Don’t write off burb’s tower wasteland
Their placement seems contradictory – an underused suburban wasteland peppered with high-?density towers adjacent to idyllic Humber River parkland. Separating them, fences and decades of planning neglect.
Arriving at the North Kipling Community Centre for the Tower Renewal Jane’s Walk, last Saturday, May 2, I know it isn’t going to be a typical Jane jaunt led by area residents. Our host is Graeme Stewart, an architect at ERA and a catalyst of the Mayor’s Tower Renewal.
“This area’s off the radar,” says Stewart as about 30 amblers assemble. He goes on to explain how mid-?20th-century farmland morphed into a pocket of Toronto that, if found in Manitoba, would be its third-largest city. “Metro [pre-amalgamation] came up with guidelines for density, and that meant building towers,” he says, adding that those targets allowed for public transit, of significant importance to a part of the city where 25 per cent of people are kids ?14 and under and the density is more than triple that of the Annex.
But what’s striking as we walk across a basketball court toward one of the buildings is the total absence of activity. Nobody’s playing hoops, nobody’s using the playground. Someone in the crowd points out how much of the space is just unwelcoming sod. Another explains that it’s prime Sunday worship time.
You couldn’t say the same about the Annex on a warm, sunny Sunday afternoon. But the Annex has plenty of pedestrian-friendly retail.
That’s one reason the mayor’s approved the Tower Renewal initiative, starting with four pilot projects that include this area. The city aims to spark retail in barren spaces, enviro retrofits and community renewal.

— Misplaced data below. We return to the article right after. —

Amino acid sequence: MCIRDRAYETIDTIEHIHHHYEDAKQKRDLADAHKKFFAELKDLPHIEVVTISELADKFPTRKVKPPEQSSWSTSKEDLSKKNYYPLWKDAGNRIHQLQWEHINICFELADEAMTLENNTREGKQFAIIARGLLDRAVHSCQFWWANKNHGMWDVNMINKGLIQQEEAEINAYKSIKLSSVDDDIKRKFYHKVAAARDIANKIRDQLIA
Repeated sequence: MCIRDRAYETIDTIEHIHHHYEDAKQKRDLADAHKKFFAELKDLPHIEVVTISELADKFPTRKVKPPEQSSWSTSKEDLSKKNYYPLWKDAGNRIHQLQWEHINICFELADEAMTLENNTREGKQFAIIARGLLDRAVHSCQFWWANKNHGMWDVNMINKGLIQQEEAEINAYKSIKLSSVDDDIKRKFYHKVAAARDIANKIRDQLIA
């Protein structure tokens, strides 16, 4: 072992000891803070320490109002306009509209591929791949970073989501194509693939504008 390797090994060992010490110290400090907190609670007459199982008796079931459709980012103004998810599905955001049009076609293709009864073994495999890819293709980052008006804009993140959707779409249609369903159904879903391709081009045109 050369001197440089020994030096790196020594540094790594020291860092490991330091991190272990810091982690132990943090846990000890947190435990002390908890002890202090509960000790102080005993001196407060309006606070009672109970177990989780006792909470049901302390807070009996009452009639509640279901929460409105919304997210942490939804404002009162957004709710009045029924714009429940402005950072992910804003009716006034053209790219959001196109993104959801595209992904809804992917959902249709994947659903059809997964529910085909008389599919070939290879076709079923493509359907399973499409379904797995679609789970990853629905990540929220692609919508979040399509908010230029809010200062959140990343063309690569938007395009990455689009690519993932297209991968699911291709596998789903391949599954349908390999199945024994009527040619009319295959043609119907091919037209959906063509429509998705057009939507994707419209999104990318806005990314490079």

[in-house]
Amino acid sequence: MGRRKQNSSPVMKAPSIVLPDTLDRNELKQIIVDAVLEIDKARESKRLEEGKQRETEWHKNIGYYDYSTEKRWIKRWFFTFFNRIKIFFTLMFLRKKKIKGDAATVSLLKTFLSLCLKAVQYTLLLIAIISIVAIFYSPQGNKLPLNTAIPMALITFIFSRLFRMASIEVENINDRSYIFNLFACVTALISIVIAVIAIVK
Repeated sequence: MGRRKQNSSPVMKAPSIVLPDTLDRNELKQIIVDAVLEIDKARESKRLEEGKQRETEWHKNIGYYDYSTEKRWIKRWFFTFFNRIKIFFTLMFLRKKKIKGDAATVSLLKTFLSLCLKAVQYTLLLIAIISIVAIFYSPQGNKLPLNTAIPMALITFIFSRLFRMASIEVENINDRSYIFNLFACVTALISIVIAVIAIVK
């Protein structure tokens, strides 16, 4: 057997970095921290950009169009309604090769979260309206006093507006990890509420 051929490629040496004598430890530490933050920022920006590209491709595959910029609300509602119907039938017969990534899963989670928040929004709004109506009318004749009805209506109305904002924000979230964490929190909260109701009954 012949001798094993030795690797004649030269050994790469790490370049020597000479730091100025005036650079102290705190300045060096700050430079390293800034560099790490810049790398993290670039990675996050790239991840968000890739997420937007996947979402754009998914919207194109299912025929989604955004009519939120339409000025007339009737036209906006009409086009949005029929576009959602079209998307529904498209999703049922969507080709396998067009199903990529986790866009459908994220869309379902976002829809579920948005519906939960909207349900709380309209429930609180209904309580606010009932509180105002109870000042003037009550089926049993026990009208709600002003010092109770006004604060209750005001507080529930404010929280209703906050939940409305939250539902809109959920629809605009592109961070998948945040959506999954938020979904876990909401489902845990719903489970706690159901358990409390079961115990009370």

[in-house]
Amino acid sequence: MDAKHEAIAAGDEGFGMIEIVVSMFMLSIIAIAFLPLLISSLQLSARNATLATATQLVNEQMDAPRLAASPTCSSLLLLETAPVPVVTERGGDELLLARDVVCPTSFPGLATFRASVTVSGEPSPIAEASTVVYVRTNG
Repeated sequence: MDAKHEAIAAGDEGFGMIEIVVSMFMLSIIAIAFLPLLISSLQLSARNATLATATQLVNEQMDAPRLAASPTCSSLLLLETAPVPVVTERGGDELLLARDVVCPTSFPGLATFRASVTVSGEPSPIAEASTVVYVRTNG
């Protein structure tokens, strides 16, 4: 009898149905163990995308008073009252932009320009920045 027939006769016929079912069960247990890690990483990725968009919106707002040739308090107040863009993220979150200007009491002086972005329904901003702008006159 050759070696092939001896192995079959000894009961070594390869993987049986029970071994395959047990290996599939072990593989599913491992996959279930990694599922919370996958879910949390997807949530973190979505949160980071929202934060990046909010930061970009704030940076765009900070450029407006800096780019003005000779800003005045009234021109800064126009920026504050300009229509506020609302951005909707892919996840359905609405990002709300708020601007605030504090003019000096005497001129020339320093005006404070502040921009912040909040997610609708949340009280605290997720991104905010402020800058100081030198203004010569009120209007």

Do a 180 from the barren park and you’re peering at the elegantly snaking Humber Valley, left largely unspoiled (if you ignore the garbage) thanks to Hurricane-Hazel-?era building regs. Well, it’s mostly open space. As we descend into the ravine, we pass a couple of those elusive youths standing near but clearly not cultivating some herbs in the community garden. Stewart warns us as we walk behind the 1960s-era towers that we’re technically trespassing. Chain-link fences, aiming to block our descent, make the same point.
To enter the ravine legally, residents of these towers must walk over a kilometre to an entrance off Steeles. “It’s about thresholds,” says Stewart of the rethink. “The fence cheats us out of this promise.”
But as we stop to admire an amazing view of downtown through the trees, a torn-down segment of said fence indicates that people around here aren’t held back by the ridiculous rules. Still, toleration of trespassing over manufactured boundaries isn’t enough.
“[The buildings] haven’t had the opportunity to change in 50 years,” Stewart says. You can tell he admires the towers, a feeling I didn’t expect to share. But I’m intrigued by his talk of geothermal retrofits and removing the impetus for people to hop into cars to get goods that could be available nearby if the residential-?only zoning were amended.
They’re all good plans, yet I recall a tour of 2777 Kipling given by the Parkdale Tenants Association in 06. That building, which isn’t getting a retrofit, was rotting from the inside. The residents wanted to talk about the water flowing through their ceilings, not how to green their souls with off-?the-?grid power.
That sort of reality makes me feel somewhat uneasy about touring a neighbourhood that isn’t mine and discussing how parts of it will be bettered by external forces. For one, will upgrades result in higher rents?
Stewart says no. “The city’s been heavy-handed with contracts. These projects won’t be counted as renovations.” Still, I want to hear from actual residents.
With around 1,000 residential high-?rises in the city, it’ll be interesting to see the plan unfold, especially alongside the Transit City initiative. No denying this space is magnificent and experts are full of great ideas. It sure beats writing off the area.